Perform 10-15 repetitions for 1-2 sets.

Shoulder external rotation

Stand with your affected arm against a wall, elbow bent to 90 degrees and palm facing up. Use a resistance band or light weight to externally rotate your shoulder, keeping your elbow against the wall.

Sets and repetitions

Perform 10-15 repetitions for 1-2 sets.

Shoulder internal rotation

Stand with your affected arm against a wall, elbow bent to 90 degrees and palm facing down. Use a resistance band or light weight to internally rotate your shoulder, keeping your elbow against the wall.

Sets and repetitions

Perform 10-15 repetitions for 1-2 sets.

Shoulder flexion

Stand or sit with your arms at your sides. Slowly raise your affected arm in front of you to shoulder height, keeping your elbow straight. Hold for 5-10 seconds before lowering.

Sets and repetitions

Perform 10-15 repetitions for 1-2 sets.

Adhesive capsulitis Manual therapy treartment

Manual therapy help improve joint mobility and reduce pain in frozen shoulder . Here are some common manual therapy exercises for frozen shoulder, along with details on how to perform them and the recommended amount of repetitions and sets:

Joint mobilization

A physical therapist will use their hands to gently move affected shoulder joint through a range of motions. Joint mobilization techniques for external rotation and flexion in frozen shoulder can help to improve range of motion and reduce pain in the affected shoulder joint. Here are some commonly used techniques:

Supine external rotation mobilization:

Therapist position

standing or sitting on the affected side

Patient position

Supine lying

Procedure

The patient lies on their back, with the affected shoulder just not touching the treatment table and the physical therapist gently rotates the arm externally, providing support at the elbow and wrist. The therapist may apply gentle pressure in the anterior or upward direction  according to the kaltenborn convex concave rule to the shoulder joint to increase the range of motion gradually.

Seated external rotation mobilization:

Therapist position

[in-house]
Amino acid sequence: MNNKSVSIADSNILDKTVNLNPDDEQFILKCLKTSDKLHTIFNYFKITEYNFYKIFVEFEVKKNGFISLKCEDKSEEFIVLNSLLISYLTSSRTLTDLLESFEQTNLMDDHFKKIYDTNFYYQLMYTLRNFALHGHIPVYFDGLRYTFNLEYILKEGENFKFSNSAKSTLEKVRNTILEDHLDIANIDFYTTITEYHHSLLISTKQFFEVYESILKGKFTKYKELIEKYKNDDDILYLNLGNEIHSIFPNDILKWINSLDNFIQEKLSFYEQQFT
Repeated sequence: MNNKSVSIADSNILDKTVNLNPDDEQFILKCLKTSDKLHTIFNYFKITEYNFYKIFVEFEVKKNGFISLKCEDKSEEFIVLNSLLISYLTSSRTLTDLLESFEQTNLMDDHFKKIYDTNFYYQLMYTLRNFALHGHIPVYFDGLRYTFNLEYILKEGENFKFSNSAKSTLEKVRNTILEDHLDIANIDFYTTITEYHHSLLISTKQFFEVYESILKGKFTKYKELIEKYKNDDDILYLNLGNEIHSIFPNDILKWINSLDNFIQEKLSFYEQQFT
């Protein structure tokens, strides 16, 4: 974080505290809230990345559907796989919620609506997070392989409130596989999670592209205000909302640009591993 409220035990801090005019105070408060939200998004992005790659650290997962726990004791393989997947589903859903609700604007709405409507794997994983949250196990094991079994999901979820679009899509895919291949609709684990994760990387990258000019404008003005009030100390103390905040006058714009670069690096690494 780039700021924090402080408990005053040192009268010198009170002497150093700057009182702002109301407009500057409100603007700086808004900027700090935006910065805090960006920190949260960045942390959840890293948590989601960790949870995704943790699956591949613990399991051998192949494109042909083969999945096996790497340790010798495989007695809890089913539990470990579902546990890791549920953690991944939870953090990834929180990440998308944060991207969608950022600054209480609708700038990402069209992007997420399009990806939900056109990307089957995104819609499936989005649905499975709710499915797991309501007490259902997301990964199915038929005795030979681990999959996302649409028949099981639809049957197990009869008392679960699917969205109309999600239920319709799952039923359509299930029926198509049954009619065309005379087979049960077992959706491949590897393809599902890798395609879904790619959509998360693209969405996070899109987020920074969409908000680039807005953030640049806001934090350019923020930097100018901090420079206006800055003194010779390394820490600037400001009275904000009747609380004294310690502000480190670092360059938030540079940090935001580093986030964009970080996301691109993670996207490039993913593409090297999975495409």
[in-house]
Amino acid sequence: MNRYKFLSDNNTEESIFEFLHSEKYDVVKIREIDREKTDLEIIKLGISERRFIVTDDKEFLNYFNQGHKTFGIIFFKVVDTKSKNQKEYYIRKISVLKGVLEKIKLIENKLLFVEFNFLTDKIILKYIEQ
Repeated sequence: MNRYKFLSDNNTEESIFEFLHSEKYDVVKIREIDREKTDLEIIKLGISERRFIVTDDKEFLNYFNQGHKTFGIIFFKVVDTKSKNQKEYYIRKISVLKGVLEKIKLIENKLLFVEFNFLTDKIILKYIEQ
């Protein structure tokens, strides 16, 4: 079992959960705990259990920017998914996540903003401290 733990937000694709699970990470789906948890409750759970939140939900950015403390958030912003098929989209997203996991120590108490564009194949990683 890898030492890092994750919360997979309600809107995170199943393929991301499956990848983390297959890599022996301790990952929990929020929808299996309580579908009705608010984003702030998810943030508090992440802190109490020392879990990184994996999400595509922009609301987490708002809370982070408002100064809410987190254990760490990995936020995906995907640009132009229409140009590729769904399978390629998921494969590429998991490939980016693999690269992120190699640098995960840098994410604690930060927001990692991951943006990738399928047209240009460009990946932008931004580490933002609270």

Standing or sitting on the affected side

Patient position

Sitting

Procedure

The patient sits with their arm resting on a table or armrest, and the physical therapist gently rotates the arm externally. The therapist may use their other hand to provide additional support to the elbow or wrist. The therapist may apply gentle pressure in the anterior direction according to the kaltenborn convex concave rule.

Supine flexion mobilization

Therapist position

Standing or sitting on the affected side

Patient position

Supine lying

Procedure

The patient lies on their back, and the physical therapist gently lifts the arm overhead, traction force is applied. The therapist may apply gentle pressure in posterior or downward direction to the shoulder joint to increase the range of motion gradually.

Seated flexion mobilization

Therapist position

Standing or sitting on the affected side

Patient position

Sitting

Procedure

The patient sits with their arm resting on a table or armrest, and the physical therapist gently lifts the arm overhead. Traction force is applied to shoulder joint. The therapist may apply gentle pressure in posterior direction to the shoulder joint in accordance with kaltenborn convex concave rule.

Soft tissue massage

A physical therapist will use their hands to apply pressure to the muscles and soft tissues around the affected shoulder joint, helping to reduce tension and improve blood flow.

Heat and cold therapy

Heat Therapy

  • Apply a warm compress or heating pad to the affected shoulder for 15-20 minutes at a time.
  • Use a temperature that is comfortable and not too hot to avoid burns.
  • Heat therapy can be repeated 2-3 times a day or as needed.
  • This can help to increase blood flow to the area, relax muscles, and reduce stiffness.

Cold Therapy

  • Apply a cold compress or ice pack to the affected shoulder for 15-20 minutes at a time.
  • Use a cloth or towel to wrap the cold pack to avoid direct contact with the skin.
  • Cold therapy can be repeated 2-3 times a day or as needed.
  • This can help to reduce inflammation, swelling, and pain

Electrical stimulation for frozen shoulder

How Electrical Stimulation Works

Electrical stimulation works by sending small electrical currents to the muscles in the affected area. This can help to stimulate the muscles and nerves, reduce pain, and improve range of motion. There are several different types of electrical stimulation, including transcutaneous electrical nerve stimulation (TENS), interferential therapy, and neuromuscular electrical stimulation (NMES).

How Electrical Stimulation is Used

Electrical stimulation is typically administered by a physical therapist or healthcare professional. The therapist will place electrodes on the skin near the affected shoulder and adjust the settings to the appropriate level of intensity. The patient may feel a tingling or buzzing sensation during the therapy, but it should not be painful.